After several scandals that revealed longstanding deficiencies and a continual churn of executive staff, a recent independent review of leadership in the National Health Service (NHS) has uncovered a lack of consistency and coordination as well as cases of discrimination within the system. As a result of the report, the British government announced what it called “the biggest shake-up in health and social care leadership in a generation.”
The findings in this report are stark: it shows examples of great leadership but also where we need to urgently improve.
Sajid Javid, the Health and Social Care Secretary
While the report, which is based on meetings with frontline staff, managers and leaders across the health and social care system, recognised the pressure experienced by the workforce and identified examples of inspirational leadership, it also demonstrated an “institutional inadequacy” in the way that leadership and management is trained, developed, and valued.
Specifically, the report found evidence of discriminatory behaviour, bullying and blame culture, with some staff expressing their discomfort about speaking up. It also identified a lack of equal opportunities for managers to access training and career progress, with those having existing networks more likely to get opportunities.
To counter these findings, the report sets out measures such as: induction for new joiners; a mid-career programme for managers; actions to increase equality and diversity; clear leadership and management standards for NHS managers, and greater incentives for top talent to move into leadership roles in areas facing the greatest challenges.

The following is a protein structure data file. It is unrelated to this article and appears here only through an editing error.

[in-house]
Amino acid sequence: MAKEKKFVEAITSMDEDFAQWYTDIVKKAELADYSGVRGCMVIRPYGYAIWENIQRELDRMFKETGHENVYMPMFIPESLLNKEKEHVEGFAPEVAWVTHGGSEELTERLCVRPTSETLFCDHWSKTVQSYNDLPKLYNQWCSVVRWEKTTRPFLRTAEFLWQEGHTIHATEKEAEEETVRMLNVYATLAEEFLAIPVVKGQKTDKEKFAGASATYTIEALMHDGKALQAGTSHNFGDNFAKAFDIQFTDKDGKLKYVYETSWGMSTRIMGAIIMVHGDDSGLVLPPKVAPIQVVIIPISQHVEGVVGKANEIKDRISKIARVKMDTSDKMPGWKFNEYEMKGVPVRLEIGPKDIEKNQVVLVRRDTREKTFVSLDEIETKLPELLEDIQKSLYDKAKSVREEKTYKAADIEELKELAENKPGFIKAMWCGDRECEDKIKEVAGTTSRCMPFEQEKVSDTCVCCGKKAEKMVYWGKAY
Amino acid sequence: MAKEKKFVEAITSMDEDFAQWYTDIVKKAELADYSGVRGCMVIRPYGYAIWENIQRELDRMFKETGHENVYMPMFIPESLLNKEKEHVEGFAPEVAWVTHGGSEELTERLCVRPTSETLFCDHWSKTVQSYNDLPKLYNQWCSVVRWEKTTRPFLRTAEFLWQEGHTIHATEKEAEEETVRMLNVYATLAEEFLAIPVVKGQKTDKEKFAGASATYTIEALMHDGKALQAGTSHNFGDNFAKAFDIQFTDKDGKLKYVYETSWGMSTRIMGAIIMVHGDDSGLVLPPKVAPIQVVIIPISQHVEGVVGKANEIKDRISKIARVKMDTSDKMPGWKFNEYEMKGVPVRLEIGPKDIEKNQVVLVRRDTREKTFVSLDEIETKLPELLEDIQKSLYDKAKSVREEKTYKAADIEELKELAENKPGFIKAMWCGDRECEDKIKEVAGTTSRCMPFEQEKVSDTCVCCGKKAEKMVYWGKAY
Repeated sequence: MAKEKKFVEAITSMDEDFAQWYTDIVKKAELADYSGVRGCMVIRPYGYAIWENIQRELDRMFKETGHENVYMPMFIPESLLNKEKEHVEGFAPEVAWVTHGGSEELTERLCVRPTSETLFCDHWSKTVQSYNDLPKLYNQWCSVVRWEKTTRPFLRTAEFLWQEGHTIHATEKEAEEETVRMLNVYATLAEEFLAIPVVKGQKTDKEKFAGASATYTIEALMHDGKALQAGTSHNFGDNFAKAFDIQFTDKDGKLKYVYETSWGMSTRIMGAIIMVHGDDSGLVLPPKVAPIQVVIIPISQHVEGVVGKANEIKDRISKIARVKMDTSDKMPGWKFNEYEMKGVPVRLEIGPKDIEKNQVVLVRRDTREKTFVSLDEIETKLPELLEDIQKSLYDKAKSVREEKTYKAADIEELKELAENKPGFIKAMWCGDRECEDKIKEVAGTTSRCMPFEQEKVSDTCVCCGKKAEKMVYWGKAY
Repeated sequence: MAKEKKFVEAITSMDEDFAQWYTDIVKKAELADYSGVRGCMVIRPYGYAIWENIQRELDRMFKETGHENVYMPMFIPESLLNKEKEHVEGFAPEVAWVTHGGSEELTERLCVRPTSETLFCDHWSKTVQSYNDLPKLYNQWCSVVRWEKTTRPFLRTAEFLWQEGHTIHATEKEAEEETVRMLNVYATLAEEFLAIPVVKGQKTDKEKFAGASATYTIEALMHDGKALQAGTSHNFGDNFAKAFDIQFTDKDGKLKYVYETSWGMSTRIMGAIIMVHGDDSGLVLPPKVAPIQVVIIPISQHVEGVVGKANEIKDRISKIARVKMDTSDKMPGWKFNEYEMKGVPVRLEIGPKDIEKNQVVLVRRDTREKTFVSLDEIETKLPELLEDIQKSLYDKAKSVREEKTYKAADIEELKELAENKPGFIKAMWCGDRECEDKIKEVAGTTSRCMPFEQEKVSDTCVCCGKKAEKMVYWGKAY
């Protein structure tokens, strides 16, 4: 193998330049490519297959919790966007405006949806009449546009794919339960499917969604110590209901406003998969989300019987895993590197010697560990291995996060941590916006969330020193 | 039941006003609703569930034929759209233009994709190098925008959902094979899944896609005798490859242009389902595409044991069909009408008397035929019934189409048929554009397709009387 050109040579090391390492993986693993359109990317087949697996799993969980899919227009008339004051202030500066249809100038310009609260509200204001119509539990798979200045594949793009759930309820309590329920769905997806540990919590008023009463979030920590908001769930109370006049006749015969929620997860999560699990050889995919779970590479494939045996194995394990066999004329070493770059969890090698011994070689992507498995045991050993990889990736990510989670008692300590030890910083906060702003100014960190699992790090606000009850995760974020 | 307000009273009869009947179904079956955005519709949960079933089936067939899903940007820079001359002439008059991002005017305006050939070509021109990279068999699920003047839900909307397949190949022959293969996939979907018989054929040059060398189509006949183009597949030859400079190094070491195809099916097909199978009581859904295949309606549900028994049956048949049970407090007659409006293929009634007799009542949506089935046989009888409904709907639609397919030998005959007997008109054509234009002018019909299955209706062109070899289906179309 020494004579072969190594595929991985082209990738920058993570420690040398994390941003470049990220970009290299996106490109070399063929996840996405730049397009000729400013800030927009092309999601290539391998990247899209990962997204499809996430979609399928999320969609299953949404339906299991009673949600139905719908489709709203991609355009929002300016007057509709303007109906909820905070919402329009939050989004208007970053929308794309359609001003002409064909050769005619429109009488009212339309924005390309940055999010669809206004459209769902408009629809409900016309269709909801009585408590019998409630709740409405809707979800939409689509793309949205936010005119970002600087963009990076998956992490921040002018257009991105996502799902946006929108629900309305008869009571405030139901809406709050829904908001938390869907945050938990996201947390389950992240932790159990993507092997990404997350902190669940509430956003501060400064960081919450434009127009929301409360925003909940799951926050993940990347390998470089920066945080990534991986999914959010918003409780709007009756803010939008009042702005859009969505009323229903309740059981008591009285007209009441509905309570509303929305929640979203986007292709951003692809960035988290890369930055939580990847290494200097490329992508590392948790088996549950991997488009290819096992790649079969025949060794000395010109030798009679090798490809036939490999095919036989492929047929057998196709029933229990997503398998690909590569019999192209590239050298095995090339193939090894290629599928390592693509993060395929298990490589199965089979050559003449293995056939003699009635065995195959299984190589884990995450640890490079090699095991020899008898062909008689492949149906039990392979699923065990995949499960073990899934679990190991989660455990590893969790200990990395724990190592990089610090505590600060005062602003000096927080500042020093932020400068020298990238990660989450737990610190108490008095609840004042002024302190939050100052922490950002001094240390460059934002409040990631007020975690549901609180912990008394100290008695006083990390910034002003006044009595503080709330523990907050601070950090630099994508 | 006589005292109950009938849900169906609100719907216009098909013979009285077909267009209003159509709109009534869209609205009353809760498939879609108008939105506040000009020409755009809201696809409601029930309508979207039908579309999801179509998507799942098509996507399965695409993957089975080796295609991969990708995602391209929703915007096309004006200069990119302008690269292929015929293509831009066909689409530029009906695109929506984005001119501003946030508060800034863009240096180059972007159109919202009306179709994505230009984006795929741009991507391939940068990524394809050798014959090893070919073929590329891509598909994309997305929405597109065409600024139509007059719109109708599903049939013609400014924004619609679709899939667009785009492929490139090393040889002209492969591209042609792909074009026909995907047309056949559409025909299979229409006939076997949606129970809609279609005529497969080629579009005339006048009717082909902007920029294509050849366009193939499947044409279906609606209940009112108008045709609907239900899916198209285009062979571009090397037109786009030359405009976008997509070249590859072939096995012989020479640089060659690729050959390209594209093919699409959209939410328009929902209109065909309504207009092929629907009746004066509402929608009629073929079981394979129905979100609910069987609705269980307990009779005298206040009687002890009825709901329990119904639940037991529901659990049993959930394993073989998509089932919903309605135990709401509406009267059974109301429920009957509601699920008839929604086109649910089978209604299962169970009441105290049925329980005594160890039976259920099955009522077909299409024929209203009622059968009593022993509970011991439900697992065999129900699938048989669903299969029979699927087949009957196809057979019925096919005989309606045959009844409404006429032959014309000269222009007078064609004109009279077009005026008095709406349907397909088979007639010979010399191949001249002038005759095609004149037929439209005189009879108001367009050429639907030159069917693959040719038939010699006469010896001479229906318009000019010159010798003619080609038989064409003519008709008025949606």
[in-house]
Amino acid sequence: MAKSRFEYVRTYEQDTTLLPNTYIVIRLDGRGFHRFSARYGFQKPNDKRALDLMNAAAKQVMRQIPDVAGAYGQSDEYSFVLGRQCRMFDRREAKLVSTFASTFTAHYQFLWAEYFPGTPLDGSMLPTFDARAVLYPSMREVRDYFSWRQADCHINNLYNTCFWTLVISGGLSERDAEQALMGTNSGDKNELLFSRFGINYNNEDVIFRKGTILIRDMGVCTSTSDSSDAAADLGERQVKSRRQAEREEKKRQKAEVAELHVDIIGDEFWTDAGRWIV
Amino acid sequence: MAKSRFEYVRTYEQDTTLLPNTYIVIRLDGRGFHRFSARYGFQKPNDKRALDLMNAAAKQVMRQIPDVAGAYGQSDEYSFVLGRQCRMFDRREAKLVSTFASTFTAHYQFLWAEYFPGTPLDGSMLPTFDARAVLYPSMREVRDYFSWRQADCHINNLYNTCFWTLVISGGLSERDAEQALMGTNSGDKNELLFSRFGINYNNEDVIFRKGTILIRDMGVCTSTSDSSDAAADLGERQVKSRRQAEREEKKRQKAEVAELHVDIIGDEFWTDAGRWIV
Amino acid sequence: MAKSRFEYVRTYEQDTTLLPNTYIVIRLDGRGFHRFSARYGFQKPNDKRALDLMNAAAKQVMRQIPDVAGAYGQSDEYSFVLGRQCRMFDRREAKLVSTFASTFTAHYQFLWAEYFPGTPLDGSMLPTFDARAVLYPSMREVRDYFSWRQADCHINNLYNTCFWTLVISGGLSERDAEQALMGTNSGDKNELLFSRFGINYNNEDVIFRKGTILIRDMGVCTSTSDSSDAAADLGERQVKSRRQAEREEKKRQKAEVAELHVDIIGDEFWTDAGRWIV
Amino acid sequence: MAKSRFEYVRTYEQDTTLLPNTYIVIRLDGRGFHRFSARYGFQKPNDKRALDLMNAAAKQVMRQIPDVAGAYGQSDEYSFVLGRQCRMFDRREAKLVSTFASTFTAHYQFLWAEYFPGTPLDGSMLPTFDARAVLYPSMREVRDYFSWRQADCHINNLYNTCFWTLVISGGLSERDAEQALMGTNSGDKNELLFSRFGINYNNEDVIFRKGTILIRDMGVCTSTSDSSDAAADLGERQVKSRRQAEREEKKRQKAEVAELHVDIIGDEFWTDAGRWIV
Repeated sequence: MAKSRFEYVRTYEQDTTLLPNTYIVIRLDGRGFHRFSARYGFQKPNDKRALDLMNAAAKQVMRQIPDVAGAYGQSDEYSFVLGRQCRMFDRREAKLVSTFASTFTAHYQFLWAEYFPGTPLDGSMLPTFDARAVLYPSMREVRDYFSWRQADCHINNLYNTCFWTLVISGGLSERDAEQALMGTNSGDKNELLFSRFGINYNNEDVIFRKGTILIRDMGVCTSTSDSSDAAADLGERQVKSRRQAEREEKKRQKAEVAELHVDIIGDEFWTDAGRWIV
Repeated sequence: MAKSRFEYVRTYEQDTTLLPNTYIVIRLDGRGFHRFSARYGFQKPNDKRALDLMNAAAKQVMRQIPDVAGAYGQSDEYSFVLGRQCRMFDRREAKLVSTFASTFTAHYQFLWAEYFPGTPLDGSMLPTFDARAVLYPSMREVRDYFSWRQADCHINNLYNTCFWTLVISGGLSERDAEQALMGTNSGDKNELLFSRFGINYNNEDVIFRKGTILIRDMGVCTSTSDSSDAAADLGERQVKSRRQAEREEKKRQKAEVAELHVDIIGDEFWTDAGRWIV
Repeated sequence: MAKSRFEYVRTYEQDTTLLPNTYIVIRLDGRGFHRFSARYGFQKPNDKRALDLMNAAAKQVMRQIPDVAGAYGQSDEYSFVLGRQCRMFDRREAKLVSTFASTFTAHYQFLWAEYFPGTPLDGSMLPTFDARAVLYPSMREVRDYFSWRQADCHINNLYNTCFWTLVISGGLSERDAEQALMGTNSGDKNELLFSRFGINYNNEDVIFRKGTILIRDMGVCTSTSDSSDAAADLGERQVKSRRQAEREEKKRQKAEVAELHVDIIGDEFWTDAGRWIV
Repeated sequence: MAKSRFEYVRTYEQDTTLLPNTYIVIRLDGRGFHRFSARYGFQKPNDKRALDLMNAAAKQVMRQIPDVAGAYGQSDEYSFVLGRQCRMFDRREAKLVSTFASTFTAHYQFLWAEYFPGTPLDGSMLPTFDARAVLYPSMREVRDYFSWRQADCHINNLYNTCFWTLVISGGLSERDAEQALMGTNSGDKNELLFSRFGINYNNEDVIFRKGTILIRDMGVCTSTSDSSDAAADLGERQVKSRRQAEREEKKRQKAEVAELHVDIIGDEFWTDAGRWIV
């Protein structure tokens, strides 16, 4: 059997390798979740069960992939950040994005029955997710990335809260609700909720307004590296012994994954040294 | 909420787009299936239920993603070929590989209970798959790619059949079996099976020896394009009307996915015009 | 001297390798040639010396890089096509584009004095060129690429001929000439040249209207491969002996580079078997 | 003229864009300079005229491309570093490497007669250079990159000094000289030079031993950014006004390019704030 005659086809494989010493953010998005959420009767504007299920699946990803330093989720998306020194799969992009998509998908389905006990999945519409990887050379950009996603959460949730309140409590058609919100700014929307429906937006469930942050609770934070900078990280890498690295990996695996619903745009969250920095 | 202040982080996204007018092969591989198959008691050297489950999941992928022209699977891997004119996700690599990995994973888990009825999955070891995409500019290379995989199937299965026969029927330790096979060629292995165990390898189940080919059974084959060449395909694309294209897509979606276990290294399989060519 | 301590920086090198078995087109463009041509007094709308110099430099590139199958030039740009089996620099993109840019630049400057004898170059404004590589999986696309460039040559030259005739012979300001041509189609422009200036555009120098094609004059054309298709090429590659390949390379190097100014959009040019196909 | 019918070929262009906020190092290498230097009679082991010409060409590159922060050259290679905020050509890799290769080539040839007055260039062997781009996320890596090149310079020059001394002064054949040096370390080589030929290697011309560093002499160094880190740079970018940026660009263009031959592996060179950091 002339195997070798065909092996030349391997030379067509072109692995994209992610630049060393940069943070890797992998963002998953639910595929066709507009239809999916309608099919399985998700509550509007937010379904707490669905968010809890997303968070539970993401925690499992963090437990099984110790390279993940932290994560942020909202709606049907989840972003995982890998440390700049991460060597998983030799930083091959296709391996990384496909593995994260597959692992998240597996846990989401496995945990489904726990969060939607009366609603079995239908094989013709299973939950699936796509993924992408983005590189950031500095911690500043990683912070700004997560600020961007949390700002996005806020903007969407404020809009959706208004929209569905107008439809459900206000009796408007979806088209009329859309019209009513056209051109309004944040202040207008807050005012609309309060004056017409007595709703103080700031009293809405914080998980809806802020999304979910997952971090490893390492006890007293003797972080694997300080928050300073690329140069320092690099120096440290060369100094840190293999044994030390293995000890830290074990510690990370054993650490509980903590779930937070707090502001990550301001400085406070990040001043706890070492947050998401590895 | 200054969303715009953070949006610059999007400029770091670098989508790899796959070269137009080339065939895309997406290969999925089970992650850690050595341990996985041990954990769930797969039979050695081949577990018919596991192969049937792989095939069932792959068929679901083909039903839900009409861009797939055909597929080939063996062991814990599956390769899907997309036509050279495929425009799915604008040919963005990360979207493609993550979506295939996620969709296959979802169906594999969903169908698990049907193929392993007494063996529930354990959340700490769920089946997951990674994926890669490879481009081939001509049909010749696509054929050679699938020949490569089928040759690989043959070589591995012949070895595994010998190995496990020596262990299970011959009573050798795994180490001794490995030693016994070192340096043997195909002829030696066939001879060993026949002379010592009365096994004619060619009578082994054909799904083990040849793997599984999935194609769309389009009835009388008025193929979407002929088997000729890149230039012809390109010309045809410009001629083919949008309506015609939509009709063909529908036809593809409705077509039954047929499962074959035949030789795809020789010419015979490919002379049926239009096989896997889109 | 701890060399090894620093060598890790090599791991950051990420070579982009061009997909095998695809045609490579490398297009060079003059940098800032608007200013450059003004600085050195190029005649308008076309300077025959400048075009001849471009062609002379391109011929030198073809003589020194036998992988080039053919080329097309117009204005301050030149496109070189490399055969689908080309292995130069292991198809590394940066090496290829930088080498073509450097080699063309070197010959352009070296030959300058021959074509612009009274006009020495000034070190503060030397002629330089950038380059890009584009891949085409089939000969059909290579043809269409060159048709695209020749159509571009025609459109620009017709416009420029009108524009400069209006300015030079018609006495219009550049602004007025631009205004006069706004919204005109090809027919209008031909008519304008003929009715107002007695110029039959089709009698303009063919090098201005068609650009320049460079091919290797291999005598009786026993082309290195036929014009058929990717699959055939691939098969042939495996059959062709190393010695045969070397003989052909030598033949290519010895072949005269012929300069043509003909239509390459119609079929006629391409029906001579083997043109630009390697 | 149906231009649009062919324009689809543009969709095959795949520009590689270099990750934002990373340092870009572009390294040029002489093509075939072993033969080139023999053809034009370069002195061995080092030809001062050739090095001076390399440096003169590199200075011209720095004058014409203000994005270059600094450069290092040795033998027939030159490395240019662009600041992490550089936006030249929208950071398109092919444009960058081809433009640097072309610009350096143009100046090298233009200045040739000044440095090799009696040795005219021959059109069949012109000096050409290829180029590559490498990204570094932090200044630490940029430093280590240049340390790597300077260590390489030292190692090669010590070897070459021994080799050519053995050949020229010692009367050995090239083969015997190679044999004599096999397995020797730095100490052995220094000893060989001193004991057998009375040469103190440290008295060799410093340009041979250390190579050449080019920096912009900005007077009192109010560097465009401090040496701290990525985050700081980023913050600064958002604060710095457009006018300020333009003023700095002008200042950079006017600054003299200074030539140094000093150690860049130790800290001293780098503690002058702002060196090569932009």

A well led, motivated, valued, collaborative, inclusive … workforce is the key to better patient and public health outcomes …
Leader of the review, Gordon Messenger
According to the government strengthening leadership will be an important component of the record amounts it is set to invest in health and care services over the next 3 years. Sajid Javid, the Health and Social Care Secretary, welcomed the report and is accepting all 7 of the recommendations it has put forward.
“The NHS faces huge challenges as we recover from the pandemic, from tackling the COVID-19 backlogs to addressing the widespread health disparities that exist across the country. The findings in this report are stark: it shows examples of great leadership but also where we need to urgently improve. We must only accept the highest standards in health and care – culture and leadership can be the difference between life and death. I fully support these recommendations for the biggest shake-up of leadership in decades. We must now urgently take them forward, to ensure we have the kind of leadership patients and staff deserve, right across the country,” Javid said.
The review was led by Gordon Messenger, former vice chief of the defence staff, and Linda Pollard, chair of Leeds Teaching Hospitals NHS Trust.
“A well led, motivated, valued, collaborative, inclusive, resilient workforce is the key to better patient and public health outcomes, and must be a priority,” said Messenger.